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Assessment of the Detention and Training Order and its impact on the secure estate across England and Wales


The Youth Justice Board commissioned a research team comprising the Policy Research Bureau, NACRO and the Centre for Crime and Justice Studies to undertake this crucial and far-reaching assessment of the Detention and Training Order (DTO). This new disposal is a central component of a dramatic overhaul of the whole youth justice system in England and Wales. Introduced in April 2000, the DTO aims to tackle persistent offending by combining time in custody with an intensive follow-up period of supervision in the community. It replaced all sentences of detention in a Young Offenders Institution for young people up to 18 years old. The project brought together a team of social research professionals from a range of disciplines with a depth of experience in criminal justice research involving young people. Commencing in June 2000, the project ran for just over two years and provided detailed information on patterns in (and changes to) national custodial sentencing patterns for young offenders. We also tracked several hundred young people throughout the course of their sentence, assessing the impact of the new disposal on their behaviour. The research provided a major contribution to the ongoing debates on what works with persistent young offenders.

What did the research focus on?

The project examined the impact of the DTO, both on the individual young offenders and the secure estate as a whole. The research had four main phases:

  • Systematic description of the application of the DTO - examining national sentencing patterns over the first year of the new order, exploring factors informing decisions to impose a DTO, identifying the offending histories most likely to attract a DTO, assessing the effects of changing demands on the secure estate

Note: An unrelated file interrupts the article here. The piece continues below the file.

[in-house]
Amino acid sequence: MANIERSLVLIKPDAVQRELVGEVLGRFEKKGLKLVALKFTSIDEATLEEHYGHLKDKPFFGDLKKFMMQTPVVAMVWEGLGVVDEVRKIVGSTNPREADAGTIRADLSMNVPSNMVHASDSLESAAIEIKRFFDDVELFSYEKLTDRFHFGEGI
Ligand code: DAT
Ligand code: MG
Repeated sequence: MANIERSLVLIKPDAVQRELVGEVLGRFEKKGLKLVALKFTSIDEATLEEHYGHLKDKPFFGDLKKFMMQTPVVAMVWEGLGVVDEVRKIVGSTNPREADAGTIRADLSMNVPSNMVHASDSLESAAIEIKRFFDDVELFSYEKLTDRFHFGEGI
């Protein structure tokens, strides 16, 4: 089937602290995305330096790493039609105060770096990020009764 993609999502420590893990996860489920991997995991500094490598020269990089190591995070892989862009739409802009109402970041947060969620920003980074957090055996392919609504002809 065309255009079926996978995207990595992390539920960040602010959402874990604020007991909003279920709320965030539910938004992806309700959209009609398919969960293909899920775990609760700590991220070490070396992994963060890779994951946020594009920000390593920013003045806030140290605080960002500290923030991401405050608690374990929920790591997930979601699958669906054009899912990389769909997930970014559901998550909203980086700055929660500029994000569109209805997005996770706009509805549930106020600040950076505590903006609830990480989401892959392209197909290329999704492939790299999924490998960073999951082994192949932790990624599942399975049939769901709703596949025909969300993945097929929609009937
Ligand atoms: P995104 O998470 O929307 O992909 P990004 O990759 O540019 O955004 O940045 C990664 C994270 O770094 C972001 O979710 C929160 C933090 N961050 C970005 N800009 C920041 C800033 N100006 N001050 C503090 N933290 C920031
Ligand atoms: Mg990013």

• Tracking a sample of 300-500 young offenders though their DTO - drawing up a picture of the characteristics of the young people, recording details of the intervention, exploring the relationship between custody and community provision, measuring the extent and quality of supervision
  • Follow-up study of the 300-500 young offenders to assess outcomes in the community and after the end of the Order - measuring levels of reoffending, identifying factors influencing successful outcomes, assessing other effects on the young person. drawing out lessons for good practice in managing mixed custody/supervision sentence
  • Distilling messages for good practice in further implementation of the DTO to maximise the positive benefit.

What did the research involve?

At all stages of the project the research involved combinations of (a) data sources and (b) data collection methods, including both quantitative and qualitative. In brief, the first phase of the research involved detailed statistical analysis of national and local youth justice records, combined with supplementary information from individual case files, courts, Youth Offending Teams and secure facilities. The second and third phases included recording information from individual case files, group discussions with local youth justice agencies; face-to-face interviews with the young offenders; telephone interviews with their families; and a postal and telephone survey with youth justice workers.

Timescale and final product of the research

A final report to the Youth Justice Board was published in November 2002:

Hazel N, Hagell A, Liddle M, Archer D, Grimshaw R and King J (2002) Assessment of the Detention and Training Order and its impact on the secure estate across England and Wales. London: Youth Justice Board for England and Wales.

The full report is available on the web at:

See Publications for further details.

Last updated July 2004